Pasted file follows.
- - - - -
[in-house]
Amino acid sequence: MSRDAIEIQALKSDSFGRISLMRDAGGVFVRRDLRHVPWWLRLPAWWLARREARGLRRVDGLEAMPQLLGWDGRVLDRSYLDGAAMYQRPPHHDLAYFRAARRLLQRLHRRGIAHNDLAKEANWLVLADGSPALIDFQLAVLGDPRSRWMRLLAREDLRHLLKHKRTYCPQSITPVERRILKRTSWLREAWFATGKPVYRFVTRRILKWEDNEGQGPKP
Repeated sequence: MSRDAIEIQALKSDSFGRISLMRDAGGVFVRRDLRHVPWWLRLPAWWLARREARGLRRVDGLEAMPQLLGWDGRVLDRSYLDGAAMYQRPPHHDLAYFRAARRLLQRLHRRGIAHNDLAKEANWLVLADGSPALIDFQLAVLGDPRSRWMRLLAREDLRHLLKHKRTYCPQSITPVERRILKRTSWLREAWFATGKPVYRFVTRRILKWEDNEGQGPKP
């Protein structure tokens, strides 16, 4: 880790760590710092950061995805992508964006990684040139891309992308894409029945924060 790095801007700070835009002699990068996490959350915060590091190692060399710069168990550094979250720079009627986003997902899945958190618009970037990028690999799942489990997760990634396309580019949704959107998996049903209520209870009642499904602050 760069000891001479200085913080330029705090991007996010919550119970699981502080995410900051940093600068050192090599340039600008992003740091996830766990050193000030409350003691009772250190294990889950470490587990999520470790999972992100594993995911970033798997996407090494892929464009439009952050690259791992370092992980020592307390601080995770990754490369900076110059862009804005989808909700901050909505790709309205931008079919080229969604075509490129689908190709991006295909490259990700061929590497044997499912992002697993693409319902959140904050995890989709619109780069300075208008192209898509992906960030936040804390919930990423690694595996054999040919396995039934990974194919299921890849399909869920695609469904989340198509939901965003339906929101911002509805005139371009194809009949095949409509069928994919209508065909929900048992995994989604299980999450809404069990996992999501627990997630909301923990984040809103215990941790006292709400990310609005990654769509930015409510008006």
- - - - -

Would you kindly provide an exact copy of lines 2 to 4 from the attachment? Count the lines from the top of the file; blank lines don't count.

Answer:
Amino acid sequence: MSRDAIEIQALKSDSFGRISLMRDAGGVFVRRDLRHVPWWLRLPAWWLARREARGLRRVDGLEAMPQLLGWDGRVLDRSYLDGAAMYQRPPHHDLAYFRAARRLLQRLHRRGIAHNDLAKEANWLVLADGSPALIDFQLAVLGDPRSRWMRLLAREDLRHLLKHKRTYCPQSITPVERRILKRTSWLREAWFATGKPVYRFVTRRILKWEDNEGQGPKP
Repeated sequence: MSRDAIEIQALKSDSFGRISLMRDAGGVFVRRDLRHVPWWLRLPAWWLARREARGLRRVDGLEAMPQLLGWDGRVLDRSYLDGAAMYQRPPHHDLAYFRAARRLLQRLHRRGIAHNDLAKEANWLVLADGSPALIDFQLAVLGDPRSRWMRLLAREDLRHLLKHKRTYCPQSITPVERRILKRTSWLREAWFATGKPVYRFVTRRILKWEDNEGQGPKP
């Protein structure tokens, strides 16, 4: 880790760590710092950061995805992508964006990684040139891309992308894409029945924060 790095801007700070835009002699990068996490959350915060590091190692060399710069168990550094979250720079009627986003997902899945958190618009970037990028690999799942489990997760990634396309580019949704959107998996049903209520209870009642499904602050 760069000891001479200085913080330029705090991007996010919550119970699981502080995410900051940093600068050192090599340039600008992003740091996830766990050193000030409350003691009772250190294990889950470490587990999520470790999972992100594993995911970033798997996407090494892929464009439009952050690259791992370092992980020592307390601080995770990754490369900076110059862009804005989808909700901050909505790709309205931008079919080229969604075509490129689908190709991006295909490259990700061929590497044997499912992002697993693409319902959140904050995890989709619109780069300075208008192209898509992906960030936040804390919930990423690694595996054999040919396995039934990974194919299921890849399909869920695609469904989340198509939901965003339906929101911002509805005139371009194809009949095949409509069928994919209508065909929900048992995994989604299980999450809404069990996992999501627990997630909301923990984040809103215990941790006292709400990310609005990654769509930015409510008006």